Women and children are at the heart of Zienzele sisal baskets, made in Masvingo area of Zimbabwe. Women, working within organized women’s groups, make the baskets to raise money to pay the school fees for those children orphaned by HIV Aids in their community.
The word ‘zienzele’ means to be self-reliant. Rather than depending on handouts or
allowing children to sink into destitution, widowed women and grandmothers work together to give the children a chance.
By 2000, significant numbers of children in Zimbabwe had become heads of households, or were cared for by aging grandparents or struggling widows. Some women in the Masvingo area of Zimbabwe approached nutrionist, Prisca Nemapare, for help. Together with Nancy Clark from Vermont USA, Prisca worked with women to set up the Zienzele Foundation.
The Foundation now boasts 36 women’s groups, engaged in basket making, growing food gardens and sewing school and church group uniforms. The Zienzele basket sales have enabled more than 800 orphaned children to go to school.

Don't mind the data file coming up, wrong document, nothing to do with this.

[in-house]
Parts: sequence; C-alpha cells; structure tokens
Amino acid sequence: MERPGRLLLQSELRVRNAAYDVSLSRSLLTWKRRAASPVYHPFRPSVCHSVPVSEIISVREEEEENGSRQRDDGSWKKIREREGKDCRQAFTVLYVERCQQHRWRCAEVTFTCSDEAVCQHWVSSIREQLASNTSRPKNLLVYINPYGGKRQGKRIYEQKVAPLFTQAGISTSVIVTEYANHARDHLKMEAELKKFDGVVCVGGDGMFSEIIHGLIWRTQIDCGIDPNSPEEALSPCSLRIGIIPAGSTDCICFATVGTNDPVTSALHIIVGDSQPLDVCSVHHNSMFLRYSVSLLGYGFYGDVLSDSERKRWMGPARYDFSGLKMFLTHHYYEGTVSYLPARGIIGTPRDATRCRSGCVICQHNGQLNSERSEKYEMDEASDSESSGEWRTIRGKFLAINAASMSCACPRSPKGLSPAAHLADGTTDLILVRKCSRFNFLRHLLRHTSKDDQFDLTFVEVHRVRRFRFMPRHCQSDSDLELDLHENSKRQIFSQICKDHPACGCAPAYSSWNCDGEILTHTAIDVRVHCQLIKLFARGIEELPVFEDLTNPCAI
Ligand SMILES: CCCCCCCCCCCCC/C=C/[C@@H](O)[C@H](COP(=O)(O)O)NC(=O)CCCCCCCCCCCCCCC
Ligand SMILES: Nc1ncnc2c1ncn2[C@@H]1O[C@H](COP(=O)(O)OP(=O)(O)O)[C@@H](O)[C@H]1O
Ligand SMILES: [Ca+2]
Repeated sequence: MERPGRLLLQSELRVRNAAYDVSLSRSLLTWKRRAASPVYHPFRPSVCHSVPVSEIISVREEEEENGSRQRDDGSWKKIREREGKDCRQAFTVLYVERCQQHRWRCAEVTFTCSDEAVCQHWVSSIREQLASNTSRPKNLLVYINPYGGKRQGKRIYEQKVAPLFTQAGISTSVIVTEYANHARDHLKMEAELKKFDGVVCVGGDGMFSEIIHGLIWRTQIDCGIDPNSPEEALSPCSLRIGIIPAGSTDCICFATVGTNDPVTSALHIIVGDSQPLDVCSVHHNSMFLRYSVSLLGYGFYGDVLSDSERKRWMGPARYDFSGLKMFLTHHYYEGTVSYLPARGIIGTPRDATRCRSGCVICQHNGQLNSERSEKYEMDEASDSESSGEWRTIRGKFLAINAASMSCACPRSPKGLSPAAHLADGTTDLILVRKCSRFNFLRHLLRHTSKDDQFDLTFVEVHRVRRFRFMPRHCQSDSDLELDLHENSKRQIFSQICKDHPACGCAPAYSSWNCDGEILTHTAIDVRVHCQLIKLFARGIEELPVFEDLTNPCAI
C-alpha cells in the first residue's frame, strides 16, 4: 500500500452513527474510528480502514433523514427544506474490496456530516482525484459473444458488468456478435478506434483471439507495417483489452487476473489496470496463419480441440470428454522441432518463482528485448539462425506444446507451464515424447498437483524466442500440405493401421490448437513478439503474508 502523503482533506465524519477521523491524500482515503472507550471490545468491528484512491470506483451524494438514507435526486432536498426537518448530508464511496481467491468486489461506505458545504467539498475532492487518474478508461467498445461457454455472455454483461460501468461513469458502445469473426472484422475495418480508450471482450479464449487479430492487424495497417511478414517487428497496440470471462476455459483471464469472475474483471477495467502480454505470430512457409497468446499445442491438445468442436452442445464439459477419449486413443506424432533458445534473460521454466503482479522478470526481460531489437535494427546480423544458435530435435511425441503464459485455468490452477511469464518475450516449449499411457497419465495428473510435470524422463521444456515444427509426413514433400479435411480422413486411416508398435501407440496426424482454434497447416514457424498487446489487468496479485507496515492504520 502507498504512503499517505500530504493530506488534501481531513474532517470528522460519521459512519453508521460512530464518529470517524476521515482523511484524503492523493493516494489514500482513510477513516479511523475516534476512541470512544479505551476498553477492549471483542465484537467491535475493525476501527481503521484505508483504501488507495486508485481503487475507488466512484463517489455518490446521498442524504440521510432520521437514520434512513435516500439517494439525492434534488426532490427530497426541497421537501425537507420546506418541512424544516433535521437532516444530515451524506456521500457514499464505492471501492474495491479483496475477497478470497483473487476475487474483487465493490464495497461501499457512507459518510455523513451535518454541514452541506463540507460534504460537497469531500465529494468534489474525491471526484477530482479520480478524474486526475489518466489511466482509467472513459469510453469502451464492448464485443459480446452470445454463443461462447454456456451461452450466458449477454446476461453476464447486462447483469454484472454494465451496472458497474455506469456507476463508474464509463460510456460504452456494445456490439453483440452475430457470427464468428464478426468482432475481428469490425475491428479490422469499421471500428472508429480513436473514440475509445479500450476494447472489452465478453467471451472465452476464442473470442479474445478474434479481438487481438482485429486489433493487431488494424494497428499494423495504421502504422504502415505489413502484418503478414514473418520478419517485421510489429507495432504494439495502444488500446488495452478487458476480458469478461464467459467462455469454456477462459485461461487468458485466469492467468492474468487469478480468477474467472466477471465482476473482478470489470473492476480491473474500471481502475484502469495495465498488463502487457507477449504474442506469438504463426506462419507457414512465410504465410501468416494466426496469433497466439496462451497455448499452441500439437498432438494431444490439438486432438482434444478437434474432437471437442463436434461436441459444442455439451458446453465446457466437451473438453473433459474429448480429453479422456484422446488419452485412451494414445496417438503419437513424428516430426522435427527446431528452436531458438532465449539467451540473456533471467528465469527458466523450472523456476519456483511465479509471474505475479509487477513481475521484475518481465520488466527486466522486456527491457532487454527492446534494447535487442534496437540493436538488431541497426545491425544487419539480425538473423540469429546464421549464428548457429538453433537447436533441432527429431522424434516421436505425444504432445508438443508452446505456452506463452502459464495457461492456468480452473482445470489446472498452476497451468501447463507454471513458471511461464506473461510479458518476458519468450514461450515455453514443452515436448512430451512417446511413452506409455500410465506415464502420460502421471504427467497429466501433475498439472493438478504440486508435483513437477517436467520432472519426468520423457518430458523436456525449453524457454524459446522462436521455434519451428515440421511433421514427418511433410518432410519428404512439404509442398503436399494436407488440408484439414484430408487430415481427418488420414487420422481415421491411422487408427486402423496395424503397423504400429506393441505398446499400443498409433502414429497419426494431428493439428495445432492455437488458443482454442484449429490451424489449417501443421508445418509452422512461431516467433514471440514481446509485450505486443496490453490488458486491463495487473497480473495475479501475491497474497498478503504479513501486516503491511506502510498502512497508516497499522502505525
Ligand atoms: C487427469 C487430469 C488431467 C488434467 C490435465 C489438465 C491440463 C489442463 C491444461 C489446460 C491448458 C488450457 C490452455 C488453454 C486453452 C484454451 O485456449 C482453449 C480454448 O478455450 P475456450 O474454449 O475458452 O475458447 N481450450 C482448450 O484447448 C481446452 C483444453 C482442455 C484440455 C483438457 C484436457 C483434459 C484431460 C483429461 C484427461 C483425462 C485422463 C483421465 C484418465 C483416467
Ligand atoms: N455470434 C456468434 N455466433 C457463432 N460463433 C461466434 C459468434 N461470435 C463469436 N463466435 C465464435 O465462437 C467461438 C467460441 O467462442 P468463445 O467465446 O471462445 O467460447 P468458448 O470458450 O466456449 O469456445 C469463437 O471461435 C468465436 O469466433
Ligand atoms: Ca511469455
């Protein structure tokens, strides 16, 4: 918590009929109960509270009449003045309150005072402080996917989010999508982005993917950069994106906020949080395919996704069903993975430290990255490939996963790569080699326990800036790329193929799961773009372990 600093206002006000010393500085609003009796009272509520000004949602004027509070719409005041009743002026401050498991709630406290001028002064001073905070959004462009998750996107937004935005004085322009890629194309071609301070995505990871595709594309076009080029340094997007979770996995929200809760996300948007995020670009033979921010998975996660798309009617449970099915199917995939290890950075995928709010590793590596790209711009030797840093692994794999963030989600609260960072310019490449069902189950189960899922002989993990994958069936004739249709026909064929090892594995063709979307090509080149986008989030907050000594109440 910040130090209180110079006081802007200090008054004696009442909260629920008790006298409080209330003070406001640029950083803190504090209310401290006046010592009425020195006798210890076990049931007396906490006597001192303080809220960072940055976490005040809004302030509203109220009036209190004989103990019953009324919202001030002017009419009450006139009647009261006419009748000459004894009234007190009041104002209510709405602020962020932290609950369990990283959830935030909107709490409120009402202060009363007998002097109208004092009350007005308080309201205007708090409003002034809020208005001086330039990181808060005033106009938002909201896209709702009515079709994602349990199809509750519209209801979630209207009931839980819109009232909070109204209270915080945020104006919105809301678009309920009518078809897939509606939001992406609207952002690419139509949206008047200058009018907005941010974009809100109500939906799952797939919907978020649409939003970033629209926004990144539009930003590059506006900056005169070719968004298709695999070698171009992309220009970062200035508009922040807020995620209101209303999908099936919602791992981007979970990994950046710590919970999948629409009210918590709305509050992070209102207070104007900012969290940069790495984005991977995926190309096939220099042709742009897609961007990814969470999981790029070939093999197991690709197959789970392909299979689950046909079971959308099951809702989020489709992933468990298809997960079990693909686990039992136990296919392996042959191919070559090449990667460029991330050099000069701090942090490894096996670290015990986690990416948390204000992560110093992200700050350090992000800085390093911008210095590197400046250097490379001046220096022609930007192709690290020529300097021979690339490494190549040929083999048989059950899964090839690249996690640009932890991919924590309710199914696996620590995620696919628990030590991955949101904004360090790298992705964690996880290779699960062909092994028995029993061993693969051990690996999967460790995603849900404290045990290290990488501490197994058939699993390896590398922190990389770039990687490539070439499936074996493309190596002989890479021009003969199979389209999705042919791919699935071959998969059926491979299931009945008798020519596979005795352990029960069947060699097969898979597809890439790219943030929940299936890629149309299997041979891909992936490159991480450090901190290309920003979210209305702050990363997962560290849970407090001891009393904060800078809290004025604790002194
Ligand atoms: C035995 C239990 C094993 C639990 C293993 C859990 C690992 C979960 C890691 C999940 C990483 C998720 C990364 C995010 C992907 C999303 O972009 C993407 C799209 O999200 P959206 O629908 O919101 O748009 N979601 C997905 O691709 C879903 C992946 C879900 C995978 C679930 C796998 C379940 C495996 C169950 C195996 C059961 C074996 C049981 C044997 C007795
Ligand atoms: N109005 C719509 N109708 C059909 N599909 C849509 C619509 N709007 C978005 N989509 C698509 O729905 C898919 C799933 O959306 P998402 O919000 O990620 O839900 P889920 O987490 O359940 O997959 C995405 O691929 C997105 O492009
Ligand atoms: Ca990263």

Zienzele baskets are made from the fibre extracted from sisal plants. Being very porous, sisal absorbs colour beautifully. The fibre is boiled with flowers, leaves or bark from local plants to give the black, brown and yellow colours. Blue is derived from ink. Synthetic dies are also used. The fibre is twisted into string and then woven onto local grasses to form baskets. The process, from start to finish, is very time consuming (it can take +40 hours to make a basket), but the result is a beautiful product and a child in school.
Blessing Maturi is the fieldworker for the Zienzele Foundation. He collects and transports the baskets to Harare to sell. With his warm patient presence,he spreads the beautiful baskets on the ground and quietly allows customers to choose.
In Zimbabwe, giving a Zienzele basket has become a symbol of wishing a person a long and happy life.